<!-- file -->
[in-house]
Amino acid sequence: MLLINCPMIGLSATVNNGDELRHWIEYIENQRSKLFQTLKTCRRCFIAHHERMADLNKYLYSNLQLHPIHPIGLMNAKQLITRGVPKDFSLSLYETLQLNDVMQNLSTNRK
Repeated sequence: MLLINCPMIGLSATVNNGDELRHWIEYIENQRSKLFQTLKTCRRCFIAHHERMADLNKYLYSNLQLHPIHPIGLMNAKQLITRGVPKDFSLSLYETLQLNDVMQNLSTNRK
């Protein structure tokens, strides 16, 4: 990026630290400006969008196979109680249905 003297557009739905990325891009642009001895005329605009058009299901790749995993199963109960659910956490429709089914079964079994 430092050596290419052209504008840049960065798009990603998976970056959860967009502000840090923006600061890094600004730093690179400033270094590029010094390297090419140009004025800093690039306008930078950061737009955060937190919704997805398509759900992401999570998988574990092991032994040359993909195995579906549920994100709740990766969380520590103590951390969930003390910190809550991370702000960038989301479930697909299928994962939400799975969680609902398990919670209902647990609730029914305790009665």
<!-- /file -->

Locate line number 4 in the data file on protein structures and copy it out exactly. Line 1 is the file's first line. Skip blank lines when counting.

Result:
């Protein structure tokens, strides 16, 4: 990026630290400006969008196979109680249905 003297557009739905990325891009642009001895005329605009058009299901790749995993199963109960659910956490429709089914079964079994 430092050596290419052209504008840049960065798009990603998976970056959860967009502000840090923006600061890094600004730093690179400033270094590029010094390297090419140009004025800093690039306008930078950061737009955060937190919704997805398509759900992401999570998988574990092991032994040359993909195995579906549920994100709740990766969380520590103590951390969930003390910190809550991370702000960038989301479930697909299928994962939400799975969680609902398990919670209902647990609730029914305790009665």